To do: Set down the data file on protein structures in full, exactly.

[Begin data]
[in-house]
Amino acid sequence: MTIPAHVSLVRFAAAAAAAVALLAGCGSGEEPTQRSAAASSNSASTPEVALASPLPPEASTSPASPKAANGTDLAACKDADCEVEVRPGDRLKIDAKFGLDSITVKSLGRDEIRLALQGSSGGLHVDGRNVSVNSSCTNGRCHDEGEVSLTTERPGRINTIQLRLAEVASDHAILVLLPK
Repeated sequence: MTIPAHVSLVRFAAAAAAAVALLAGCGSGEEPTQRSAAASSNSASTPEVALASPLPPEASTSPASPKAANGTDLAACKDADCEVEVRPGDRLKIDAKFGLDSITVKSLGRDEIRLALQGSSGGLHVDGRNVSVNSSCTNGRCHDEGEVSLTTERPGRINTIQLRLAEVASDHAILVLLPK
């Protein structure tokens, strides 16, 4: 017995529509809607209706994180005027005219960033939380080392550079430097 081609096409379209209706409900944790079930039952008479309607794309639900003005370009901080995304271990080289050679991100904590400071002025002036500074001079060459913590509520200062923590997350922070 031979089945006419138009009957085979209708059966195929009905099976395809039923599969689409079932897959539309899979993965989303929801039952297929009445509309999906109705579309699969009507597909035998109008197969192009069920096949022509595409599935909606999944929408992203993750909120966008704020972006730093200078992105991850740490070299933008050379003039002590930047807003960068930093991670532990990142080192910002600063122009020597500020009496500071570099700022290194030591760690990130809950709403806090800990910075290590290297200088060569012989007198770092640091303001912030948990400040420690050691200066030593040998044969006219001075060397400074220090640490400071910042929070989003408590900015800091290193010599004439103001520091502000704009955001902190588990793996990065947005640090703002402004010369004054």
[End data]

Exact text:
[in-house]
Amino acid sequence: MTIPAHVSLVRFAAAAAAAVALLAGCGSGEEPTQRSAAASSNSASTPEVALASPLPPEASTSPASPKAANGTDLAACKDADCEVEVRPGDRLKIDAKFGLDSITVKSLGRDEIRLALQGSSGGLHVDGRNVSVNSSCTNGRCHDEGEVSLTTERPGRINTIQLRLAEVASDHAILVLLPK
Repeated sequence: MTIPAHVSLVRFAAAAAAAVALLAGCGSGEEPTQRSAAASSNSASTPEVALASPLPPEASTSPASPKAANGTDLAACKDADCEVEVRPGDRLKIDAKFGLDSITVKSLGRDEIRLALQGSSGGLHVDGRNVSVNSSCTNGRCHDEGEVSLTTERPGRINTIQLRLAEVASDHAILVLLPK
């Protein structure tokens, strides 16, 4: 017995529509809607209706994180005027005219960033939380080392550079430097 081609096409379209209706409900944790079930039952008479309607794309639900003005370009901080995304271990080289050679991100904590400071002025002036500074001079060459913590509520200062923590997350922070 031979089945006419138009009957085979209708059966195929009905099976395809039923599969689409079932897959539309899979993965989303929801039952297929009445509309999906109705579309699969009507597909035998109008197969192009069920096949022509595409599935909606999944929408992203993750909120966008704020972006730093200078992105991850740490070299933008050379003039002590930047807003960068930093991670532990990142080192910002600063122009020597500020009496500071570099700022290194030591760690990130809950709403806090800990910075290590290297200088060569012989007198770092640091303001912030948990400040420690050691200066030593040998044969006219001075060397400074220090640490400071910042929070989003408590900015800091290193010599004439103001520091502000704009955001902190588990793996990065947005640090703002402004010369004054």